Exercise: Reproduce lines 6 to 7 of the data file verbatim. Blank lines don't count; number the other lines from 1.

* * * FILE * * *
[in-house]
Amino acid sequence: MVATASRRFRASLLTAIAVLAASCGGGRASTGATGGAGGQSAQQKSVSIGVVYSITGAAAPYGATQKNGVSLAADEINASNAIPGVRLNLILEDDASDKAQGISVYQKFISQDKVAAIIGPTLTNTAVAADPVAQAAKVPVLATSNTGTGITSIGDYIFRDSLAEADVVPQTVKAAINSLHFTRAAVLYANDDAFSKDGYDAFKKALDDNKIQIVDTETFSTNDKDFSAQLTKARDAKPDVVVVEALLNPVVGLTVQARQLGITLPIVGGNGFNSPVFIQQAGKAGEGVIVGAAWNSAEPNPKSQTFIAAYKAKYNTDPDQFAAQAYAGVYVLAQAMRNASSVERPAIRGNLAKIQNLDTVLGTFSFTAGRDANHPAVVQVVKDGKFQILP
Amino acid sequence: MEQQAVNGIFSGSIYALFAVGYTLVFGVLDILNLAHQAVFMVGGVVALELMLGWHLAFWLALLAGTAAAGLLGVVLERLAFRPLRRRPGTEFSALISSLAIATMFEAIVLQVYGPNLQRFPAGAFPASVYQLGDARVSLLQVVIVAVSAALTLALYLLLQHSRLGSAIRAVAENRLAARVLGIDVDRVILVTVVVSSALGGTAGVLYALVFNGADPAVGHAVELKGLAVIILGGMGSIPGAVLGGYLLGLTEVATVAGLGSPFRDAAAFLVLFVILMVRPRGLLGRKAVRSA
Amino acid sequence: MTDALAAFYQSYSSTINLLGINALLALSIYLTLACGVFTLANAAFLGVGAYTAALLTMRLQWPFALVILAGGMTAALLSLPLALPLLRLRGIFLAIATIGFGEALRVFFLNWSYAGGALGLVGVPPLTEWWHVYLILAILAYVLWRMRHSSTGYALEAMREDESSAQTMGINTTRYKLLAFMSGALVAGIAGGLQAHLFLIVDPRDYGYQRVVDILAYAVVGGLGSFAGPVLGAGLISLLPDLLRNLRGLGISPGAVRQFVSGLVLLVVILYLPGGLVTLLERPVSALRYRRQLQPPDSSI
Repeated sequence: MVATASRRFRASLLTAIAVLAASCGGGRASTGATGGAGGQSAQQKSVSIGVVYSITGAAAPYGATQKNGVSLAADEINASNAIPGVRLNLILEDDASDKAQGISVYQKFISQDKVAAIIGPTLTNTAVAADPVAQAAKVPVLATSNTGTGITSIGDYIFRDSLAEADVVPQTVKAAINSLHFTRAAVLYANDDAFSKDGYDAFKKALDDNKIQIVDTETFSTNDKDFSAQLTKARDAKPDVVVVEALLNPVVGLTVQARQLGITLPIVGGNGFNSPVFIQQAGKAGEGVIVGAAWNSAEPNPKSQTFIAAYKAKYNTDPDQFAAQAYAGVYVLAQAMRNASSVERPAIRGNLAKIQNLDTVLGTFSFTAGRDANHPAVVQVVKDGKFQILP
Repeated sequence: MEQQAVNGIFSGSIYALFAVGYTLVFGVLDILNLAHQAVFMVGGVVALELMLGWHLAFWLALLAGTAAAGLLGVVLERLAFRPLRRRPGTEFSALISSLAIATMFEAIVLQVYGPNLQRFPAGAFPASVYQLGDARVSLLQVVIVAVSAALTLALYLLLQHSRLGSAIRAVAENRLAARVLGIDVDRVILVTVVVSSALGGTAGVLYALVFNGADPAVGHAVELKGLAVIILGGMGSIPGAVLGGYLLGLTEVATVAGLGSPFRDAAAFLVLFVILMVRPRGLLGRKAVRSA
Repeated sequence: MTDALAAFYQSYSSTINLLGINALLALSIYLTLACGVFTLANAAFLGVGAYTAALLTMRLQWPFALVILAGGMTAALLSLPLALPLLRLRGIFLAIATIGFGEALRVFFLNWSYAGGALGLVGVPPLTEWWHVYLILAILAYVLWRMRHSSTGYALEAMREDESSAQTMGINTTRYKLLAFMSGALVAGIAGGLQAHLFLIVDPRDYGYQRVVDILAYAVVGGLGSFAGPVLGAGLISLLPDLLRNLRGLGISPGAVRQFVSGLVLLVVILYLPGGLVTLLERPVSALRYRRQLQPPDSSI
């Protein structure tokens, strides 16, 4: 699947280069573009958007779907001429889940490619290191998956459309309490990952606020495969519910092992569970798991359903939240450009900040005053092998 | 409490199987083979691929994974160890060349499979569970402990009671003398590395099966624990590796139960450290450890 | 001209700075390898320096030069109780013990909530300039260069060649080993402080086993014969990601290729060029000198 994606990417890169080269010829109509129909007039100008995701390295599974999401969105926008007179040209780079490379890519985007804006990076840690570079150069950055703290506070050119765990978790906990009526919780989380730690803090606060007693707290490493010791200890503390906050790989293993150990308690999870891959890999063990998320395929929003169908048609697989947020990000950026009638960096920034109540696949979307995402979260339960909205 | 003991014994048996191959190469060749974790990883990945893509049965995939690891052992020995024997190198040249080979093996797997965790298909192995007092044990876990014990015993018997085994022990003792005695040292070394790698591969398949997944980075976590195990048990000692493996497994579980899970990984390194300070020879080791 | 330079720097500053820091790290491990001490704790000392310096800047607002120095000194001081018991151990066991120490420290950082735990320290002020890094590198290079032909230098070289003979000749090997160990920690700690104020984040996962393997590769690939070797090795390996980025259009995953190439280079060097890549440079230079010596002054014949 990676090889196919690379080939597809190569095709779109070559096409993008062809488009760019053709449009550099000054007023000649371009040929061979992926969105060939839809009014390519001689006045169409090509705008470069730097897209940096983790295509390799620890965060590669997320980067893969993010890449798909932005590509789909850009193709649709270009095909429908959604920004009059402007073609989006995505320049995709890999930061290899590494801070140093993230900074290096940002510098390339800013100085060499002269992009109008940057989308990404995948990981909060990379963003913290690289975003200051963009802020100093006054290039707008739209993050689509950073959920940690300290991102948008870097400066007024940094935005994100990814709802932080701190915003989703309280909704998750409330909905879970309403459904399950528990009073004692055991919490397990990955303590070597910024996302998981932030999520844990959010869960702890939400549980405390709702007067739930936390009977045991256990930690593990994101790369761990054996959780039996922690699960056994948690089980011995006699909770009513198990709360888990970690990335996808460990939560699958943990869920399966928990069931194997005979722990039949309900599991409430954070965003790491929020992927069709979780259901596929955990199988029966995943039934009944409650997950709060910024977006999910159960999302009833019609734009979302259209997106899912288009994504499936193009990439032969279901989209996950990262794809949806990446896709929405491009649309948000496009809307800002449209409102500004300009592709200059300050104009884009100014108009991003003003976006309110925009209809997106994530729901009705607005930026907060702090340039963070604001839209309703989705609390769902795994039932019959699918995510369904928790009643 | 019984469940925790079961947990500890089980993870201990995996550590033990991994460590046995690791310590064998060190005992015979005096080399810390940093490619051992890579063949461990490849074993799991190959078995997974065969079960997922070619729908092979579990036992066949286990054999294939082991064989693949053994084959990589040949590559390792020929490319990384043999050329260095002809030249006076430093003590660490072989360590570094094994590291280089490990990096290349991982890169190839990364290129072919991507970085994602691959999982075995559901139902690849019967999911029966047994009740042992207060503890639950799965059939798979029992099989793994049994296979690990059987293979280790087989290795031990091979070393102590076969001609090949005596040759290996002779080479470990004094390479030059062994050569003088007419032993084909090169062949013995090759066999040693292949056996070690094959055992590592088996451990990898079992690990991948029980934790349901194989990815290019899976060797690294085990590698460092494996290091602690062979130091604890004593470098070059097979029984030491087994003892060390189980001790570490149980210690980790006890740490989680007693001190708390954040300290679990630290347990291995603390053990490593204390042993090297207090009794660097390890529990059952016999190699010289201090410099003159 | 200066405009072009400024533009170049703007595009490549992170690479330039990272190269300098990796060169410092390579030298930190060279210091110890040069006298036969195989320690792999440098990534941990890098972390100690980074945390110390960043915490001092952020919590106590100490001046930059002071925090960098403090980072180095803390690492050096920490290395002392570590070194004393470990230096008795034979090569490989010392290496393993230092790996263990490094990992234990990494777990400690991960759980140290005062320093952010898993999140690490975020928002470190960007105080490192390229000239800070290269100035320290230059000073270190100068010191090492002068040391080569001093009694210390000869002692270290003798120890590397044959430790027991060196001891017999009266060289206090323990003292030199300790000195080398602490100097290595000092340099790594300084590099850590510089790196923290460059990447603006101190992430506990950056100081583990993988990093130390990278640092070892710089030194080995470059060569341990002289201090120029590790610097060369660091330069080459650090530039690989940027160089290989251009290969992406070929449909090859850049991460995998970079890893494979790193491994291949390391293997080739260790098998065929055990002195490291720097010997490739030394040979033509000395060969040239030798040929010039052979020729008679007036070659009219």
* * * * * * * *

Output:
Repeated sequence: MEQQAVNGIFSGSIYALFAVGYTLVFGVLDILNLAHQAVFMVGGVVALELMLGWHLAFWLALLAGTAAAGLLGVVLERLAFRPLRRRPGTEFSALISSLAIATMFEAIVLQVYGPNLQRFPAGAFPASVYQLGDARVSLLQVVIVAVSAALTLALYLLLQHSRLGSAIRAVAENRLAARVLGIDVDRVILVTVVVSSALGGTAGVLYALVFNGADPAVGHAVELKGLAVIILGGMGSIPGAVLGGYLLGLTEVATVAGLGSPFRDAAAFLVLFVILMVRPRGLLGRKAVRSA
Repeated sequence: MTDALAAFYQSYSSTINLLGINALLALSIYLTLACGVFTLANAAFLGVGAYTAALLTMRLQWPFALVILAGGMTAALLSLPLALPLLRLRGIFLAIATIGFGEALRVFFLNWSYAGGALGLVGVPPLTEWWHVYLILAILAYVLWRMRHSSTGYALEAMREDESSAQTMGINTTRYKLLAFMSGALVAGIAGGLQAHLFLIVDPRDYGYQRVVDILAYAVVGGLGSFAGPVLGAGLISLLPDLLRNLRGLGISPGAVRQFVSGLVLLVVILYLPGGLVTLLERPVSALRYRRQLQPPDSSI